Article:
Floyd E. Turner said...

I forgot to tell you: is my email
Floyd E. Turner

generic viagra online said...

wow excellent guitars, have a electric yamaha I don't know the model butI want to change it because is kind of old.

Floyd E. Turner said...

We're going to have to quit meeting like this!
I just had a chat with an old friend who is- and has been for years- writing a comprehensive book about Stromberg guitars. He invites comment, details, and discussion from any interested party. Find him at:James D Speros [].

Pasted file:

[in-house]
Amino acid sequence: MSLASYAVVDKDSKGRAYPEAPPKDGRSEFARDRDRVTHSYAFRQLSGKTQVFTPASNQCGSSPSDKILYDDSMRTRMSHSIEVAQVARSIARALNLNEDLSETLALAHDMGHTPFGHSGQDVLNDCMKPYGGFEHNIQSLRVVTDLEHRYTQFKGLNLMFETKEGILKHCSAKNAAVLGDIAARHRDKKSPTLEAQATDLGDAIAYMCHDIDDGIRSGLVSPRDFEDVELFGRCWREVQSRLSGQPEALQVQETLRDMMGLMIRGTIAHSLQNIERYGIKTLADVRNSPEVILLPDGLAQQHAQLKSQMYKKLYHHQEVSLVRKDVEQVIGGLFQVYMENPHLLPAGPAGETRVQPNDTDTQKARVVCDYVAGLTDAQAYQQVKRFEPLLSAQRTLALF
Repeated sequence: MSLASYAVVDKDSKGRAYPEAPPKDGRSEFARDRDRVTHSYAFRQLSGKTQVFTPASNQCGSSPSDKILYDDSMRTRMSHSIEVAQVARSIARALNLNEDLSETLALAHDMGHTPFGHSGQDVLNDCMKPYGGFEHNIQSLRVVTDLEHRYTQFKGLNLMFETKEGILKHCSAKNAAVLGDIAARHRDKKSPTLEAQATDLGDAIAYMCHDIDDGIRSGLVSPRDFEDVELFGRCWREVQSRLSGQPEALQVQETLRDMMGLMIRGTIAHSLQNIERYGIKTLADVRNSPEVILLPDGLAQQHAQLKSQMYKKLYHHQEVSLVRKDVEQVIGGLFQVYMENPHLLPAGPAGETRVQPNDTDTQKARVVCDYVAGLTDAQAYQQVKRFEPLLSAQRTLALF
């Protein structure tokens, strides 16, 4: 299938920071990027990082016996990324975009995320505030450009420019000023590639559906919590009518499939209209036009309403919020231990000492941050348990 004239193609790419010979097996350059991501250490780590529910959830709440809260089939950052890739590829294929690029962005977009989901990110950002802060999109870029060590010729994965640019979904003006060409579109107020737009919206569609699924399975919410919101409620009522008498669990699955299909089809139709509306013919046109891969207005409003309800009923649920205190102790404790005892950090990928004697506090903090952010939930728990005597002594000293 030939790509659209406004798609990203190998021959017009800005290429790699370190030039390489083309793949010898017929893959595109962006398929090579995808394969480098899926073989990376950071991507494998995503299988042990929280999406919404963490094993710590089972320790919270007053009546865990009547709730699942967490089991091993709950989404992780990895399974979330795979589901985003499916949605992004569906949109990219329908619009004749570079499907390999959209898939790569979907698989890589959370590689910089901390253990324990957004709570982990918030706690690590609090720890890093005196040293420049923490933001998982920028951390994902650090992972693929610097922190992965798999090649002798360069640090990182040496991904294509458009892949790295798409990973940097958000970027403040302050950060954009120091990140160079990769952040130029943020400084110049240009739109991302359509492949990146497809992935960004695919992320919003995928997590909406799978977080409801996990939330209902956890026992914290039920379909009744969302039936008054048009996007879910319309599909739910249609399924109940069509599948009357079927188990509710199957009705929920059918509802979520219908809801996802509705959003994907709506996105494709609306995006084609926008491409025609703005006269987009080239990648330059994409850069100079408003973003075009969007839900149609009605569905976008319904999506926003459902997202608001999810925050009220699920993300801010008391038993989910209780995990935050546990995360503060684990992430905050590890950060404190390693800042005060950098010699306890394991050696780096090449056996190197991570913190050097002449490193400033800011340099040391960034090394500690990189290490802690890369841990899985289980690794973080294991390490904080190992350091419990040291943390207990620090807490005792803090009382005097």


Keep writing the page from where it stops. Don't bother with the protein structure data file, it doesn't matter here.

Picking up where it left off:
Floyd Turner

Anonymous said...

What a great site. I have a master 400 for sale with single brace if anyones interested. I have owned a few through the years including the last one he made. A cutaway G-3. Bought one of Ranger Dougs for J.Geils. They are the greatest rhythm guitars. Love the video.
Gerry Beaudoin

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Unknown said...

The Stromburg top pictured in this blog is now here:

Dutch Archtop Guitar Museum, Ruurd Feitsma

Gary Clements said...

Floyd! How are you. You fixed a Gibson ES 175 for me 30 years ago. I hope you are still going strong!